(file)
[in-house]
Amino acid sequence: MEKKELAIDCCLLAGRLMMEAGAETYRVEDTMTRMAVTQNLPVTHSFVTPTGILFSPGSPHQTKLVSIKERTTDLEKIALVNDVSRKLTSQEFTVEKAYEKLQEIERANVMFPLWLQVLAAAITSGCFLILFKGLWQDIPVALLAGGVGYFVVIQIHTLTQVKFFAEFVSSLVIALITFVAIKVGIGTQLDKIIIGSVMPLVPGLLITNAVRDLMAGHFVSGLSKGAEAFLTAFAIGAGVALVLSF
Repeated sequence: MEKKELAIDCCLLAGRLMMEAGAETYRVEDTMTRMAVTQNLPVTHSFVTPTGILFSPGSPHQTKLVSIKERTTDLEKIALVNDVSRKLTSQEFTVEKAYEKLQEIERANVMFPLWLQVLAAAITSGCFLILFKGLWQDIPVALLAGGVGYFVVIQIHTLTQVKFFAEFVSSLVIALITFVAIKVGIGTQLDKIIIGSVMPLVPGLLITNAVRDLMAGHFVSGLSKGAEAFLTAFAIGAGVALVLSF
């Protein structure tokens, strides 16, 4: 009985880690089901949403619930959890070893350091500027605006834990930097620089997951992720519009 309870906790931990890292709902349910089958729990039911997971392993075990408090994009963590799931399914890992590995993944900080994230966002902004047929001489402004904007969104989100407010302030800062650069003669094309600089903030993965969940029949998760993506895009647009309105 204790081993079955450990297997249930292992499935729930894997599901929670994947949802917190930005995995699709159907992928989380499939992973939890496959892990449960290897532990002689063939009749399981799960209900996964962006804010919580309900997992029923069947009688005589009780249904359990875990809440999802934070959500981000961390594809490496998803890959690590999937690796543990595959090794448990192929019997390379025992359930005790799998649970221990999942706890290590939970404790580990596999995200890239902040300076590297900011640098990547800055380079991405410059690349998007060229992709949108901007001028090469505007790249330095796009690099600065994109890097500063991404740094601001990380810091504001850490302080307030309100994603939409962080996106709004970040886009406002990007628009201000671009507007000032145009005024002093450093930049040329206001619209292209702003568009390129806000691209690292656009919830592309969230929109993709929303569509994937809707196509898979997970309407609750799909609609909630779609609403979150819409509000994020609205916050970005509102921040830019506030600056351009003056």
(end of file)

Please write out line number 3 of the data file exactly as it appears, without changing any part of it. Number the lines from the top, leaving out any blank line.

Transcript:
Repeated sequence: MEKKELAIDCCLLAGRLMMEAGAETYRVEDTMTRMAVTQNLPVTHSFVTPTGILFSPGSPHQTKLVSIKERTTDLEKIALVNDVSRKLTSQEFTVEKAYEKLQEIERANVMFPLWLQVLAAAITSGCFLILFKGLWQDIPVALLAGGVGYFVVIQIHTLTQVKFFAEFVSSLVIALITFVAIKVGIGTQLDKIIIGSVMPLVPGLLITNAVRDLMAGHFVSGLSKGAEAFLTAFAIGAGVALVLSF